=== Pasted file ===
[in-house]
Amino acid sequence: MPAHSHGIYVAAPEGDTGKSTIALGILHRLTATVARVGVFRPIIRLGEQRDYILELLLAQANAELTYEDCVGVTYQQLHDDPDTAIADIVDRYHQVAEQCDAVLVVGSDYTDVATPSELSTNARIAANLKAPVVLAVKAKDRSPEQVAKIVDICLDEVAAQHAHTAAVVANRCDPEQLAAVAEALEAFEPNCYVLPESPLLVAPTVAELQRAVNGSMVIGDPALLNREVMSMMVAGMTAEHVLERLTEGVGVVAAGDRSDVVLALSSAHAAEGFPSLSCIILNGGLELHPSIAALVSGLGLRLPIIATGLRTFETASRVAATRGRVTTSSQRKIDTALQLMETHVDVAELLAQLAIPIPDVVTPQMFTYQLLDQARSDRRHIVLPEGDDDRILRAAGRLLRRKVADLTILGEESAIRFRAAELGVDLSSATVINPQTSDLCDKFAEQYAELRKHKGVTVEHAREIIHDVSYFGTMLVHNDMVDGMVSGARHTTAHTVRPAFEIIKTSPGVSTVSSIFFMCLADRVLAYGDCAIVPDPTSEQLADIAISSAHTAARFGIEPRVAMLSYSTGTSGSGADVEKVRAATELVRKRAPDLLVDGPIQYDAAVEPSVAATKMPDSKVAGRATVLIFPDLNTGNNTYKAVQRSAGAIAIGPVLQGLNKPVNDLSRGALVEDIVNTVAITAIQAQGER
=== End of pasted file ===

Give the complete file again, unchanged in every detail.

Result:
[in-house]
Amino acid sequence: MPAHSHGIYVAAPEGDTGKSTIALGILHRLTATVARVGVFRPIIRLGEQRDYILELLLAQANAELTYEDCVGVTYQQLHDDPDTAIADIVDRYHQVAEQCDAVLVVGSDYTDVATPSELSTNARIAANLKAPVVLAVKAKDRSPEQVAKIVDICLDEVAAQHAHTAAVVANRCDPEQLAAVAEALEAFEPNCYVLPESPLLVAPTVAELQRAVNGSMVIGDPALLNREVMSMMVAGMTAEHVLERLTEGVGVVAAGDRSDVVLALSSAHAAEGFPSLSCIILNGGLELHPSIAALVSGLGLRLPIIATGLRTFETASRVAATRGRVTTSSQRKIDTALQLMETHVDVAELLAQLAIPIPDVVTPQMFTYQLLDQARSDRRHIVLPEGDDDRILRAAGRLLRRKVADLTILGEESAIRFRAAELGVDLSSATVINPQTSDLCDKFAEQYAELRKHKGVTVEHAREIIHDVSYFGTMLVHNDMVDGMVSGARHTTAHTVRPAFEIIKTSPGVSTVSSIFFMCLADRVLAYGDCAIVPDPTSEQLADIAISSAHTAARFGIEPRVAMLSYSTGTSGSGADVEKVRAATELVRKRAPDLLVDGPIQYDAAVEPSVAATKMPDSKVAGRATVLIFPDLNTGNNTYKAVQRSAGAIAIGPVLQGLNKPVNDLSRGALVEDIVNTVAITAIQAQGER